Media perspectives: George Lundberg
Hannah Blake interviews George Lundberg
George Lundberg is the latest to share his perspectives from within the media industry. George shares with us his most memorable media moment (it’s a good one!). He also takes a guess at predicting the future of the pharmaceutical industry as we move away from blockbuster drugs and into an era of personalised medicine.
Our latest media perspectives interview is with George Lundberg, who has worked in medical journalism for 30 years. George’s career has been one that has constantly evolved – from writing standard medical journals during his 17 years as the Editor of the Journal of the American Medical Association (JAMA), to the introduction of television and newspaper journalism and then the internet.
George’s current role is with MedPage Today, where he writes a column aimed at physicians on any public health issues, policy issues, clinical medicine or medical economic stories at the time. We speak with George about his current projects, the different attitudes towards healthcare across the globe and his thoughts on the future.
George also shares with us his most memorable media moment, when he was trying to get the pathologists involved in the autopsy of US President’s John F Kennedy to tell the real story of what happened that day. Did he manage to do it? Read our interview to find out…
HB: Hello George, I hope you are well. So what has been the most memorable healthcare news you’ve ever reported on?
GL: That’s a really good question. I’d have to say that the most memorable were the interviews we published in the Journal of the American Medical Association in the early 1990s, with the pathologists who performed the autopsy on President John Fitzgerald Kennedy after he had been assassinated. These pathologists had, for 25 years, refused to talk to the media about their experience in the autopsy of the president. I worked on them, as they were friends of mine, for years to get them to go public with the inside story about what happened that day when the president was killed from the viewpoint of the pathologist.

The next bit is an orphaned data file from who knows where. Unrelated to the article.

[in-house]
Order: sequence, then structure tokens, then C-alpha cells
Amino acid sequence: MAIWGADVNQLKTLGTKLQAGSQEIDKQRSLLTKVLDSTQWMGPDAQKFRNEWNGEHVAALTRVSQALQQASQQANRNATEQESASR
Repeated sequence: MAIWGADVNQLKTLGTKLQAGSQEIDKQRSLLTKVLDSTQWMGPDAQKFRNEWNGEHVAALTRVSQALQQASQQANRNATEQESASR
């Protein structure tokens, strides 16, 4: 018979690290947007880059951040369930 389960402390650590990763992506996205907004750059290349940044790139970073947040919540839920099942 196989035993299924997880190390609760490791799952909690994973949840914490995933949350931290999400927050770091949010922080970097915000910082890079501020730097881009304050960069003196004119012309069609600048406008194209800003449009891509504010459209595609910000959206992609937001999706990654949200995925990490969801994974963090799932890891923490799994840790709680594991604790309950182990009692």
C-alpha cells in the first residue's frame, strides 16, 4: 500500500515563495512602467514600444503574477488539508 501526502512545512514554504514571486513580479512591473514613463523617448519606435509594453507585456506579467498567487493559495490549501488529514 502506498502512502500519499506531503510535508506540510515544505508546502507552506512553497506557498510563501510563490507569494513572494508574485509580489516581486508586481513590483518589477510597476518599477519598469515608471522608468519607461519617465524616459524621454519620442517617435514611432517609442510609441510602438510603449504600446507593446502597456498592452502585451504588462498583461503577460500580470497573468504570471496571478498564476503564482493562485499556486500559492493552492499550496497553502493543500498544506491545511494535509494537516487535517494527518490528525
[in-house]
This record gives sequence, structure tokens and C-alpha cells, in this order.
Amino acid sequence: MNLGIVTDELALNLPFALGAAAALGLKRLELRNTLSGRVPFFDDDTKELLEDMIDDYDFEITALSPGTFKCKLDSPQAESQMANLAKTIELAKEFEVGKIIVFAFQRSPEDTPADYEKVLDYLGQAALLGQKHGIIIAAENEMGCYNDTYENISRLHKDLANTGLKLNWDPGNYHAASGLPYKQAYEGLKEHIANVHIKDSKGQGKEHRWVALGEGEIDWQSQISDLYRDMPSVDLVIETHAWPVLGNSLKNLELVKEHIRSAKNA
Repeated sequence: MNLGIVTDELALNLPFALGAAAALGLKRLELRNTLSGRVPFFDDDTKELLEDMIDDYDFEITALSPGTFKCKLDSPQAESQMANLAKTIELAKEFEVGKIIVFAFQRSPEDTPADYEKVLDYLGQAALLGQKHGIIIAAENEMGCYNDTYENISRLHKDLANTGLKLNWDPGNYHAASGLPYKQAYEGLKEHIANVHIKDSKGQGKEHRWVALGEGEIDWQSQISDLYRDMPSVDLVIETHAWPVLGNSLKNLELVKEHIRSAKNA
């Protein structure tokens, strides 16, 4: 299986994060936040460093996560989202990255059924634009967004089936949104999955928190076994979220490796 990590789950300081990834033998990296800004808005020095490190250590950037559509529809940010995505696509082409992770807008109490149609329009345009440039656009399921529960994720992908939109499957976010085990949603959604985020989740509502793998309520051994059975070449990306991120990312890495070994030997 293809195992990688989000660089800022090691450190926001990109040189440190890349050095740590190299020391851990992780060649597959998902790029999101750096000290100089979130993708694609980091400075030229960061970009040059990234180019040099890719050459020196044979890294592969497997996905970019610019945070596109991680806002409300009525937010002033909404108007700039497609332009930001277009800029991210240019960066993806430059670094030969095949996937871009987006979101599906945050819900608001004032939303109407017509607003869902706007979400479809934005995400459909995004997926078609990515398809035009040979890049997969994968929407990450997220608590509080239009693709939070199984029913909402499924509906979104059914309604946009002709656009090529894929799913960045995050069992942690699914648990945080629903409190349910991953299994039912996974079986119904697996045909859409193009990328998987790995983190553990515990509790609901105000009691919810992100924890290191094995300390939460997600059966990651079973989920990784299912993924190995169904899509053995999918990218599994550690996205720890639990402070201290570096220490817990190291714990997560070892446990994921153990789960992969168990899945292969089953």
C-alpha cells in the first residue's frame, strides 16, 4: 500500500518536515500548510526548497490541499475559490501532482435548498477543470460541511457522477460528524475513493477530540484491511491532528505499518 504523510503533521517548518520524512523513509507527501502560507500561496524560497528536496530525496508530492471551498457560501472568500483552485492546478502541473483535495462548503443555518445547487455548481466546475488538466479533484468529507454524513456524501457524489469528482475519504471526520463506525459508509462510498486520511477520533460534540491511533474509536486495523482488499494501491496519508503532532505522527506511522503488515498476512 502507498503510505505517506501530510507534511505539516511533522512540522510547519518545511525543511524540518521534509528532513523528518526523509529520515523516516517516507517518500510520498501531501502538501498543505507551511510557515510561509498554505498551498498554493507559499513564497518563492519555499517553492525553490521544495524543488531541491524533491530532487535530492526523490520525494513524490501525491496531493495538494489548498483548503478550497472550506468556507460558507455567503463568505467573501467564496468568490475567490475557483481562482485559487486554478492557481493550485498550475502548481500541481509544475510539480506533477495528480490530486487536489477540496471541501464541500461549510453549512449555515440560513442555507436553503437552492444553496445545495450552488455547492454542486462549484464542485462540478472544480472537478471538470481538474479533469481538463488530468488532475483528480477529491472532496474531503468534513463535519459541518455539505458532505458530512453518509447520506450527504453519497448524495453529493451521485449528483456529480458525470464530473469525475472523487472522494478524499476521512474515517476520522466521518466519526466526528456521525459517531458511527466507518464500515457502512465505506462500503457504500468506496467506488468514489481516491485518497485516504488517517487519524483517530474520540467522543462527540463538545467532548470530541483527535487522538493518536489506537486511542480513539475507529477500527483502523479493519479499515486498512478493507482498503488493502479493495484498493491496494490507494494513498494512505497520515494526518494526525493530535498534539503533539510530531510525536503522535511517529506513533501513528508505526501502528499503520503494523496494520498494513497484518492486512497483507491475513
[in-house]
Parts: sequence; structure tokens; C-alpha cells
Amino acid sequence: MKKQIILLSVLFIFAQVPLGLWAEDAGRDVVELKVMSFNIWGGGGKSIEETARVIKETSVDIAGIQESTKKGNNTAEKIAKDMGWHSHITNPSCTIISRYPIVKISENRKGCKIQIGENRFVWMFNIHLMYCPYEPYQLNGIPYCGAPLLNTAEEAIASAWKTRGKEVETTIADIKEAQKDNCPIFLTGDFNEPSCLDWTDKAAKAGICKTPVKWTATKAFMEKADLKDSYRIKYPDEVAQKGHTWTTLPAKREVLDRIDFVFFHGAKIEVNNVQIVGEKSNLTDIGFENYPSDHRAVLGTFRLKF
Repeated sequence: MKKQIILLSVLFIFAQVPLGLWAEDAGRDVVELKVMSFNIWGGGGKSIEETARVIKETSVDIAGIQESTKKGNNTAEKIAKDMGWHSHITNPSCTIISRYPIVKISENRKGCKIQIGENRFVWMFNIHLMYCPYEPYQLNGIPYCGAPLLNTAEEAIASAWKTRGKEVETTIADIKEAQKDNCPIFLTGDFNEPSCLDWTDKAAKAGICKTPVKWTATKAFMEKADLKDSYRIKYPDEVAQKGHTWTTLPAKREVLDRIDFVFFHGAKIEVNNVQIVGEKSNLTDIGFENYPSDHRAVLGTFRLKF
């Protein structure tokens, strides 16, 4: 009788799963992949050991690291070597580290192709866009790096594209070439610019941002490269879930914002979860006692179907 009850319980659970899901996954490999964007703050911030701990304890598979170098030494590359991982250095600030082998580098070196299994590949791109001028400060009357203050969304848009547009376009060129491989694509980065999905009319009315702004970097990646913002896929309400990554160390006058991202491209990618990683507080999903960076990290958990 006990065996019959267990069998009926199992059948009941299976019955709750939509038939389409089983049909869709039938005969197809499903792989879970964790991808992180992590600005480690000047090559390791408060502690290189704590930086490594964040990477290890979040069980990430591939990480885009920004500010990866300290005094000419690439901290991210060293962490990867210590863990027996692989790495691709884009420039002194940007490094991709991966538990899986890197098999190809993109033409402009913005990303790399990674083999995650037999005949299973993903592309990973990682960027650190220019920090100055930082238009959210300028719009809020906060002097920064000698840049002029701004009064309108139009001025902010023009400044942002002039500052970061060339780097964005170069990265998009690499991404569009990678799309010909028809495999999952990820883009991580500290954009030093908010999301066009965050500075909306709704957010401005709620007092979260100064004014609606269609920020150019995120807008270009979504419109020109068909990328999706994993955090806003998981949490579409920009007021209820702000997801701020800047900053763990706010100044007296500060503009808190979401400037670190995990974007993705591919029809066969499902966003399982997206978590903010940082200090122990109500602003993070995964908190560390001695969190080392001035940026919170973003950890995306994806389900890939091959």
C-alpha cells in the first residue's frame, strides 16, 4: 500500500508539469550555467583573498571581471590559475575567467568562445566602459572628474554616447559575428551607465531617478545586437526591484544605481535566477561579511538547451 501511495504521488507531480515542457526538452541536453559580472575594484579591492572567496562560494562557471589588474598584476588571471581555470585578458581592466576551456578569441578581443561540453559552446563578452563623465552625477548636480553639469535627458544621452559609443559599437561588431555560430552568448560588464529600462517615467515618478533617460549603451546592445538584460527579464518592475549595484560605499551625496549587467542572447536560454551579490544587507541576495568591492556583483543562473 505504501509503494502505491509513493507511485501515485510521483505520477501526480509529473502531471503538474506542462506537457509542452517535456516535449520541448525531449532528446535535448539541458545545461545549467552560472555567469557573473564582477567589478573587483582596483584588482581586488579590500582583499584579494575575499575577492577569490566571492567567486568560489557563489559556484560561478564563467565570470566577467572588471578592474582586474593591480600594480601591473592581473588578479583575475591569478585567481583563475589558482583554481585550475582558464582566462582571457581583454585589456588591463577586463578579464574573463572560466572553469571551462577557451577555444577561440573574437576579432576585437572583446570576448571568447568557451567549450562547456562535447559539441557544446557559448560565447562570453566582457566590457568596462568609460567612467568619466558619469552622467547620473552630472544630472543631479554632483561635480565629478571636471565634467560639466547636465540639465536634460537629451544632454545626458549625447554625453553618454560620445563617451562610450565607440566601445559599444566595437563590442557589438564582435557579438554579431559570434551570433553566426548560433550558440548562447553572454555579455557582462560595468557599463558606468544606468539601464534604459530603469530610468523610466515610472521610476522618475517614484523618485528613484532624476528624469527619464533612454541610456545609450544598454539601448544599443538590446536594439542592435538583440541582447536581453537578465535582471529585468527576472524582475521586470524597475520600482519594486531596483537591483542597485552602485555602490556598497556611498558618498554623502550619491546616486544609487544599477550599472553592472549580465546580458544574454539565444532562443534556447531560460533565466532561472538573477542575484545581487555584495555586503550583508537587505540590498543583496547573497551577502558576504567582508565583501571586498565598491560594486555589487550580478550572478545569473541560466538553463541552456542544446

“This received a great deal of worldwide attention, because there had been all sorts of conspiracy theories, paranoia and wild ideas about how the president was killed.”
When we got that story, we wrote it up in a series of medical news articles in the Journal of the American Medical Association and had a news conference in New York concurrent with the first one. This received a great deal of worldwide attention, because there had been all sorts of conspiracy theories, paranoia and wild ideas about how the president was killed. The true story from the people who actually did the autopsy, was that it was two bullets from the rear, one gunman, one gun, and that remained the story all the way from the Warren Commission originally to what we reported on that many decades later.
HB: You are also the Editor in Chief of CollabRx which has the slogan, ‘raising the standards in cancer treatment’. How important is the media’s input in healthcare when it comes to projects like this?
GL: The media is hugely important, especially now with an educated populous and with the availability of the internet. We believe that patients should take charge of their health, after all it is their health, and when it comes to cancer a lot of cancers now can be prevented, diagnosed, and treated very successfully. But then again there are some that can’t, and when you get far down the cancer route it becomes now important for individual cancers to be tested for their genomic make-up. We’re able now to understand the molecular biology of many of the worst cancers and devise diagnostic tests of the cancer itself that can then match the cancer with the best clinical trials, and preferably the best emerging treatments.
“The media is hugely important, especially now with an educated populous and with the availability of the internet.”